Many funeral directors retain well-known local names, but are in fact part of big international businesses. But there are still small independent funeral directors operating, and my personal experience is that they often offer better value for money. You should never be too bashful to ask who actually owns the business you are transacting with.
Help with funeral costs
If you are on a low income and are organising a funeral for someone, you may be eligible for a funeral payment from the state, depending on your circumstances. To find out more, see this Funeral payments overview.
Also, if your spouse or civil partner has died, you may be entitled to a one off tax-free lump sum of £2,000. There are specific criteria and an application process, but you should qualify if you were under the state pension age when widowed, or you were over the state pension age, but your spouse or civil partner was not entitled to a state pension and either your spouse or civil partner paid enough national insurance contributions, or died as a result of an industrial accident or disease.
Other bereavement benefits include a bereaved parents allowance and bereavement allowance.
The importance of making a valid will
When someone dies, the funeral and costs associated with it should be paid out of the deceased's estate. After the funeral expenses have been met, other liabilities and debts should be settled, and anything that is left over may then be distributed in accordance with the last valid will of the deceased, or if there is not such a will, certain set legal rules, known as the Intestacy Rules. It is worth noting that under the rules of intestacy, unmarried partners are not recognised. Clearly, it is not desirable to leave who gets your estate to chance, so it is always better to set out your wishes in a will.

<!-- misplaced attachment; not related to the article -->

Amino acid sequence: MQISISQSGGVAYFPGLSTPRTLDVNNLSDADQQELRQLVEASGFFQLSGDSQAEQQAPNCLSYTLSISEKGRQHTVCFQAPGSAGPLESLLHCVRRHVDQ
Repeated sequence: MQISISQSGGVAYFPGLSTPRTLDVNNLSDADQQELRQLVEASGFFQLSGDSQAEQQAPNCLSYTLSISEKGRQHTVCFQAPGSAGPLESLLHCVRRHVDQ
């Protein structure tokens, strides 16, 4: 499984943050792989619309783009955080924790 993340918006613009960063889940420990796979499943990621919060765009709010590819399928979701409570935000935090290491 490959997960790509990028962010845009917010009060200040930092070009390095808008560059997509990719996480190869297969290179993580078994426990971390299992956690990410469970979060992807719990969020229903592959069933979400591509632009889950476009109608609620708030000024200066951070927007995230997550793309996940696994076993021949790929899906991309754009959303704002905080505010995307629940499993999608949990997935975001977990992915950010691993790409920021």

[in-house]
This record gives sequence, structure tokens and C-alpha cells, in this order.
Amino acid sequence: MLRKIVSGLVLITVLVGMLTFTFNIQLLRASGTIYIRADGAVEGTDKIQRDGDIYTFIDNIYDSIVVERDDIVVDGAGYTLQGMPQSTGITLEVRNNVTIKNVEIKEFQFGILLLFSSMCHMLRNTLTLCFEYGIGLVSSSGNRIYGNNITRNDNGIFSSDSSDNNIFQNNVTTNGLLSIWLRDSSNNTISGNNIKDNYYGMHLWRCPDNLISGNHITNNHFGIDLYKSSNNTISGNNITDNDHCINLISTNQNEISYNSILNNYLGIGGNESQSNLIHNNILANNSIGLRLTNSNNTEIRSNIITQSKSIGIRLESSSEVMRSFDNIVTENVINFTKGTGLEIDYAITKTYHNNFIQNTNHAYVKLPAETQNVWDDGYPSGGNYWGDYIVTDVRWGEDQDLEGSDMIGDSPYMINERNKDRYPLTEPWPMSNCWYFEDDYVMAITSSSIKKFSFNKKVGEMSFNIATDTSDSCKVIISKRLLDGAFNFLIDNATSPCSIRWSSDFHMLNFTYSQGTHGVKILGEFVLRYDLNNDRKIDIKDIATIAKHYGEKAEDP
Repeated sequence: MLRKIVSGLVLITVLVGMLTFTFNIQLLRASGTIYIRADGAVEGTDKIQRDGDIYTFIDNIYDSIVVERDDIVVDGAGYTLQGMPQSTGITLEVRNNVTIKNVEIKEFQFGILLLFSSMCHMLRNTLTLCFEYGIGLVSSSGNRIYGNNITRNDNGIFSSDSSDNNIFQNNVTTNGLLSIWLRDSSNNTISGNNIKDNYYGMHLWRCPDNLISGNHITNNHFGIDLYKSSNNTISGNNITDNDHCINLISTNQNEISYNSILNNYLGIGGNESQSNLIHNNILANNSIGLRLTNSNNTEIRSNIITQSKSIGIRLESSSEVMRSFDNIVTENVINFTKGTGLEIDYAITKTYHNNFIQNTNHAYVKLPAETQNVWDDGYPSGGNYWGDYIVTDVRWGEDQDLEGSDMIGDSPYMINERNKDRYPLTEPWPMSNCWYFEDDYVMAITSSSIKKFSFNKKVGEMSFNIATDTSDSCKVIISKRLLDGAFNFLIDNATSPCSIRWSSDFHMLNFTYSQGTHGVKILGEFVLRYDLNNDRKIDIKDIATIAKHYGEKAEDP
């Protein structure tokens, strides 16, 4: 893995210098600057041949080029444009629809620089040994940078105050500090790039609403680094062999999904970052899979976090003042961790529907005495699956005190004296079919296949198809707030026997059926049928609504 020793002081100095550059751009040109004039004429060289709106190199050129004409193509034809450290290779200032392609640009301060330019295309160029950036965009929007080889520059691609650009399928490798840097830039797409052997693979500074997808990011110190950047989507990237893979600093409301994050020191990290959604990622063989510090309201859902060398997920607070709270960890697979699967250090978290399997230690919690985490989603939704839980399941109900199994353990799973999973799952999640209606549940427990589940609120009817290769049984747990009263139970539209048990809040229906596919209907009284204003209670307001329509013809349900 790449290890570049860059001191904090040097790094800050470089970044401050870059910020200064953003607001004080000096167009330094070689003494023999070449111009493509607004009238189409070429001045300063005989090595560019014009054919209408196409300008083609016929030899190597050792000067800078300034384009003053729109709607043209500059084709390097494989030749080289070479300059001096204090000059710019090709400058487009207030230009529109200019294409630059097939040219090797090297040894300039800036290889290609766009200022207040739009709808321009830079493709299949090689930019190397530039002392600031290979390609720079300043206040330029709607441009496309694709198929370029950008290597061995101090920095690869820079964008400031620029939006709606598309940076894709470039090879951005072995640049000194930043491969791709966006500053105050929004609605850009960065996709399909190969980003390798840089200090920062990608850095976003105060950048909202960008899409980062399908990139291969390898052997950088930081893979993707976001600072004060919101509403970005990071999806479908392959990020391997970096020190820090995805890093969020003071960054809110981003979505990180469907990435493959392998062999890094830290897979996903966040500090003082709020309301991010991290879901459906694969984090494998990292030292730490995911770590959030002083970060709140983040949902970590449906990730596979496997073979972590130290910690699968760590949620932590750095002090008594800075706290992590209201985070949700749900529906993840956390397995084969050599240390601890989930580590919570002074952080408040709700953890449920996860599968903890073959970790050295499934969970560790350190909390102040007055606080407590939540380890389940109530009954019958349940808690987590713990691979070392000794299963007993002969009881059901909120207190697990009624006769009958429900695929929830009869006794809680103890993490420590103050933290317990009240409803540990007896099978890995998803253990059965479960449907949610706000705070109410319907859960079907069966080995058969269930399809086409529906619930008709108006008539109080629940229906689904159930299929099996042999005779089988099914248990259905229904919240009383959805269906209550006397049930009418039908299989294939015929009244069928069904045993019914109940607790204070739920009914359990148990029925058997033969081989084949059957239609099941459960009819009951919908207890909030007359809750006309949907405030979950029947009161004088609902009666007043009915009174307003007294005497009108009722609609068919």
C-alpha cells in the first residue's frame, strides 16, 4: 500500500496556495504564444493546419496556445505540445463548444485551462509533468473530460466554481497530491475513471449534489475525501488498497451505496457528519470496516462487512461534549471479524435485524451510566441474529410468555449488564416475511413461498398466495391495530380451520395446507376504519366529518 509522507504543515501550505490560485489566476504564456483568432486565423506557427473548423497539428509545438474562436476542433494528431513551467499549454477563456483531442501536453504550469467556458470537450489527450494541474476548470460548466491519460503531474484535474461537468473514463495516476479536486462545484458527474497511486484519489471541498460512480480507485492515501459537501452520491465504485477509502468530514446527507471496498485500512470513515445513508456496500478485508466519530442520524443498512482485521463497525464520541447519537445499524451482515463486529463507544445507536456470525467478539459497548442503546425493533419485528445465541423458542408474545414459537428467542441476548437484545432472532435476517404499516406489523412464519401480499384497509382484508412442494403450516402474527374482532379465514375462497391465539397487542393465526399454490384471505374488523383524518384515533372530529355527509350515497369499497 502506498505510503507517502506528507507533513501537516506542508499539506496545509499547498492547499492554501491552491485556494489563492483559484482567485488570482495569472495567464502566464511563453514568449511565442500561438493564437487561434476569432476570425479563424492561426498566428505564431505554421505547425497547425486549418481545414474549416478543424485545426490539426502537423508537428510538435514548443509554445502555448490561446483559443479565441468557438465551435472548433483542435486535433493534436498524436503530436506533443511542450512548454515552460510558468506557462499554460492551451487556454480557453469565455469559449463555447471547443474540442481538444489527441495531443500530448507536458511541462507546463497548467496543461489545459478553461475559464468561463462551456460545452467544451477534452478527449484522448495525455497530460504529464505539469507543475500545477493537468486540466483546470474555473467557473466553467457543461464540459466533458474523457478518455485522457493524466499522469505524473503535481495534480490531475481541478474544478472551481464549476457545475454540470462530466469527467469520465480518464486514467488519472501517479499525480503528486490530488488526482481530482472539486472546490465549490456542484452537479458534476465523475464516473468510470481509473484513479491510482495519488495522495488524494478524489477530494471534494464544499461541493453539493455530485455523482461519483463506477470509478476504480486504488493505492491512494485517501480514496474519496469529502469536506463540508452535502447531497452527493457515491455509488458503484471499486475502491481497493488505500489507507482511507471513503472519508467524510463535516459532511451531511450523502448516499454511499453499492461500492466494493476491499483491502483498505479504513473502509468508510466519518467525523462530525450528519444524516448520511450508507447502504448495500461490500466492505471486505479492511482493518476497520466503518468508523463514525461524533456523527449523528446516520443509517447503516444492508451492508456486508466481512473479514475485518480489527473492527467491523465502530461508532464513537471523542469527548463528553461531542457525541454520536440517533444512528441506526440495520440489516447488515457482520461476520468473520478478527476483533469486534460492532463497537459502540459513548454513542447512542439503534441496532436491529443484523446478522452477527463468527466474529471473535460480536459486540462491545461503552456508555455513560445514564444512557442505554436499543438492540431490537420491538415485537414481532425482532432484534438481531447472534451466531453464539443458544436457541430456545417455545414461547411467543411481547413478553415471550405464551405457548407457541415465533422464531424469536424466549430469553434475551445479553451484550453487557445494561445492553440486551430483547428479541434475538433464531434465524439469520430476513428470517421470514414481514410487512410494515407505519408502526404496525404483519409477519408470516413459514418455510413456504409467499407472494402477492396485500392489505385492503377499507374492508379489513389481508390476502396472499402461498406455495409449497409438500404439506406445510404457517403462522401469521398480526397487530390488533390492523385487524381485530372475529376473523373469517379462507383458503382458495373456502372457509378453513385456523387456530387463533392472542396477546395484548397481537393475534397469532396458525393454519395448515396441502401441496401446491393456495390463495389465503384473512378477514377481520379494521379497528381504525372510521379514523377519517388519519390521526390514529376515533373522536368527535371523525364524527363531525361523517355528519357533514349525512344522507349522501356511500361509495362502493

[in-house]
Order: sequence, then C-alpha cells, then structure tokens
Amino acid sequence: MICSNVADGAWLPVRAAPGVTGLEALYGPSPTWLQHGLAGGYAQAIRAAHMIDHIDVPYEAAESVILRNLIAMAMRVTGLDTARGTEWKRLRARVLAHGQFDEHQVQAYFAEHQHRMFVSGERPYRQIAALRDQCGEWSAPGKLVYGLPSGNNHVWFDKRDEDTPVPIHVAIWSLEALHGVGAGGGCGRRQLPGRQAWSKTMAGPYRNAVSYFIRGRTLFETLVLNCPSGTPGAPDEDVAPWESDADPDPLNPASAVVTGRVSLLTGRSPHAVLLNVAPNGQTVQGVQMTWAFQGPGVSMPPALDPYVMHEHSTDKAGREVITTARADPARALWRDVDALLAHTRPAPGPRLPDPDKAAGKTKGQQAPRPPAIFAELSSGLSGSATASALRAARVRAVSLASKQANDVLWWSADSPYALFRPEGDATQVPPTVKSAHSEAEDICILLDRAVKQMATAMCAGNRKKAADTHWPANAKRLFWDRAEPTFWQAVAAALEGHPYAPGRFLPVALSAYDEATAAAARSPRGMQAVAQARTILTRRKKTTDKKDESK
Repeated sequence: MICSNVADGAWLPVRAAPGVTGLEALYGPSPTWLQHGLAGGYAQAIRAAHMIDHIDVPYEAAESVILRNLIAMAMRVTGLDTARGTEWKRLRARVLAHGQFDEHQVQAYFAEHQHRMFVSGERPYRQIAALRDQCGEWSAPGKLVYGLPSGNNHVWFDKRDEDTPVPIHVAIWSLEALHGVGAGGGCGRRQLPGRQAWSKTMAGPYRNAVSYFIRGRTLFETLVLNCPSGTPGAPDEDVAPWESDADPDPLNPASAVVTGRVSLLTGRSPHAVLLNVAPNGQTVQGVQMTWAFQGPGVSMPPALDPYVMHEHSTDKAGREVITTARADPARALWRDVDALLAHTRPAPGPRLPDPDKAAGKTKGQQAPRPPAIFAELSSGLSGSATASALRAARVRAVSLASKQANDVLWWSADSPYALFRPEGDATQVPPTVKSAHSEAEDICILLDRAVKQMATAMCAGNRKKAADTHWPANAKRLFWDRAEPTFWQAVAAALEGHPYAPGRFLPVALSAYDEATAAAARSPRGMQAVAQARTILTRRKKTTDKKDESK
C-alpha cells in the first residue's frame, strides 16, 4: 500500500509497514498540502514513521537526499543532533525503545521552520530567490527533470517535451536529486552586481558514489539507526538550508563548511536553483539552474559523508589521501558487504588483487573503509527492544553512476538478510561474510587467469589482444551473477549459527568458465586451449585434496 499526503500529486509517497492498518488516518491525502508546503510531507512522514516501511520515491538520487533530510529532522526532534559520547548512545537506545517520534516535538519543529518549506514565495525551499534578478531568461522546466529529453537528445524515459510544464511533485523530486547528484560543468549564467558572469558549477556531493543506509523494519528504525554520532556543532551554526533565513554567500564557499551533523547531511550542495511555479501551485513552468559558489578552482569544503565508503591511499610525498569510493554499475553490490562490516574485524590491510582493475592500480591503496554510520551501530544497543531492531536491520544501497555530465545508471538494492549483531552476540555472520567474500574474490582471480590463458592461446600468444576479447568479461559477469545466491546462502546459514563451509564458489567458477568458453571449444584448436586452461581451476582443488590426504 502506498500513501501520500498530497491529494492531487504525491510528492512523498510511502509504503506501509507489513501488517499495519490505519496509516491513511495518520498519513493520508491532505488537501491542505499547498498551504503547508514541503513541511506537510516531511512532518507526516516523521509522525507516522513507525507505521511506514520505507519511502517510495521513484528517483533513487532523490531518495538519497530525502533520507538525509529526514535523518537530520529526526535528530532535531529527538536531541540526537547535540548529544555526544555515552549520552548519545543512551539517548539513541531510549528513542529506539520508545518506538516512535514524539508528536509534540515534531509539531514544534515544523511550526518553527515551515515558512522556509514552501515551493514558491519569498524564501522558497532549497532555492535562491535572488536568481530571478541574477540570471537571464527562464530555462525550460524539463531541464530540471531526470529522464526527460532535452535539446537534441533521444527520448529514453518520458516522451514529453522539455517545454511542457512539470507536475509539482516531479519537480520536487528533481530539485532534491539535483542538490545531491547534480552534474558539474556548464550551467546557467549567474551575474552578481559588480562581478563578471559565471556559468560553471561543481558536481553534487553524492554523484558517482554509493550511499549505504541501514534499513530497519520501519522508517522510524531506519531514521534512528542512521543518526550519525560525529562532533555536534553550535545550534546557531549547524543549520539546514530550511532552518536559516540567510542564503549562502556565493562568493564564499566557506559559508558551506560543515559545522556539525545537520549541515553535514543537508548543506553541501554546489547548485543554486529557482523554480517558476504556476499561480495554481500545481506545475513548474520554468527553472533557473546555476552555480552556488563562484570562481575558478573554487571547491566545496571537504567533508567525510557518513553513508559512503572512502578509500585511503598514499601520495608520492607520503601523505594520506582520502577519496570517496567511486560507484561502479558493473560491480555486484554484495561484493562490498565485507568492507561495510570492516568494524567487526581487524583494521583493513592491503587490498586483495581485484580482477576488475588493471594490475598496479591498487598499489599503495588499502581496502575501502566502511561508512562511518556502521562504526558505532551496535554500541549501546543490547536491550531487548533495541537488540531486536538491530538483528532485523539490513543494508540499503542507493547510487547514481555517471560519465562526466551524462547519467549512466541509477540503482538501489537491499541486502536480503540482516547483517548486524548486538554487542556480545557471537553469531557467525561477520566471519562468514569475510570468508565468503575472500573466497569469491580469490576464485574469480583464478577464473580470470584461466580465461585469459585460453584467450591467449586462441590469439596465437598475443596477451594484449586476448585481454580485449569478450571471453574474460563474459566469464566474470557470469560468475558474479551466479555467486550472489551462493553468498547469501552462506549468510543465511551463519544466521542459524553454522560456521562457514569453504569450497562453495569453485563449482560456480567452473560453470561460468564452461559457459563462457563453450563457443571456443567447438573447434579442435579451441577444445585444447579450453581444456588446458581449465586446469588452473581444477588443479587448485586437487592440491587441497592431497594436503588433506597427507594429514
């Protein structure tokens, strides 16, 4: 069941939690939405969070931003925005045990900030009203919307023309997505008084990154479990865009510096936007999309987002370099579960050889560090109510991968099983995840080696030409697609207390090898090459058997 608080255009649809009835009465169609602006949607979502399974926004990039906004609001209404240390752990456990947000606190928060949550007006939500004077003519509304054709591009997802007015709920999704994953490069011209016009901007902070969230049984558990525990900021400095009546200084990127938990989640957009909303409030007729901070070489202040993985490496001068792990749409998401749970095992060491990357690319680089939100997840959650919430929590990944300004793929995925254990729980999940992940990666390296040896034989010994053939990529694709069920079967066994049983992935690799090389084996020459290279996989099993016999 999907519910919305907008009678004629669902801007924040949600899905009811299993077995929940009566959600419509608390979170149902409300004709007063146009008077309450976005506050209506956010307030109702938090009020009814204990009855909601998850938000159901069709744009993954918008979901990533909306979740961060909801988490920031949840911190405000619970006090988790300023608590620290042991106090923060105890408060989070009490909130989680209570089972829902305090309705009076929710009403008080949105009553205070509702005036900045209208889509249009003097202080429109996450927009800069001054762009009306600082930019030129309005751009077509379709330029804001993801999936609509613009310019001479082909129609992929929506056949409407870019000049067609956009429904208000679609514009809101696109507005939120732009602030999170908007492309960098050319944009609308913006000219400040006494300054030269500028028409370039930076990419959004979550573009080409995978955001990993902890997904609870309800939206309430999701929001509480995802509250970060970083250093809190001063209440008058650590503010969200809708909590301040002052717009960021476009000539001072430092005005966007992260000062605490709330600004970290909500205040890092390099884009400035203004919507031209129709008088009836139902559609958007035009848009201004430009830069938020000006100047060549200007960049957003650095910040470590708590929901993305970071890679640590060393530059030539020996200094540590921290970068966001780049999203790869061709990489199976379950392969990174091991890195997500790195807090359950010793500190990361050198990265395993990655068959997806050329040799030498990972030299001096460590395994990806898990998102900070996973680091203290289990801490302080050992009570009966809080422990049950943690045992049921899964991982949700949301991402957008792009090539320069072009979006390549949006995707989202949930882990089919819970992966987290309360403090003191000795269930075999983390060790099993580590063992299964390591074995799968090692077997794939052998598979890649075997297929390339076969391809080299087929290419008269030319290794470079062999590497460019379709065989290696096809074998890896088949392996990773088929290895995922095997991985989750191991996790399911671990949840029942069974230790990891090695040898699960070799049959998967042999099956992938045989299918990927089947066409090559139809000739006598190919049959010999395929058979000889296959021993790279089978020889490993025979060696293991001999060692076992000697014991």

Consumers have considerable choice when it comes to preparing wills. DIY packs are available in shops or online, but often lead to documents being invalid, because they are not witnessed properly, or have unexpected outcomes, because they are not drafted accurately.
So-called will writers may in fact have no legal qualifications or experience, and may not be insured if things go wrong. Ensure that you check who you are engaging with, and what their qualifications and experience are, as well as their regulatory body.
Solicitors have to be qualified, regulated and insured, which for consumers means that they have the best possible protection. The best way to find an expert local solicitor is via the Law Society’s directory, the representative body for solicitors in England and Wales (or the Law Society of Scotland and the Law Society of Northern Ireland).
Asking an expert solicitor to draft your will should ensure that your assets pass on to your chosen beneficiaries in the most efficient manner, taking into account knowledge of the latest developments in tax, and also ensuring that the risk of challenges to the will after death are minimised.
Solicitors add value to the process and should think of scenarios and outcomes that the will maker may not have thought of. The cost of a solicitor drawing up a will varies, depending on the complexity of the situation, but should be around £200 to £500, a small amount when compared with the value of the assets passing under the will.
If there is no will, the rules of intestacy dictate who is entitled to organise the funeral and deal with the estate of a person who has died. If there is a will, it is the named executors who have this role.
The role of executors
As well as paying outstanding tax and other debts out of the estate, executors must collect in and secure the assets of the estate and then distribute what's left to those entitled. Executors must ensure the assets of the estate are secure until it is time to pass on to the beneficiaries. This may well involve obtaining keys to the deceased's house, going through papers and arranging the valuation and ongoing insurance of valuable items.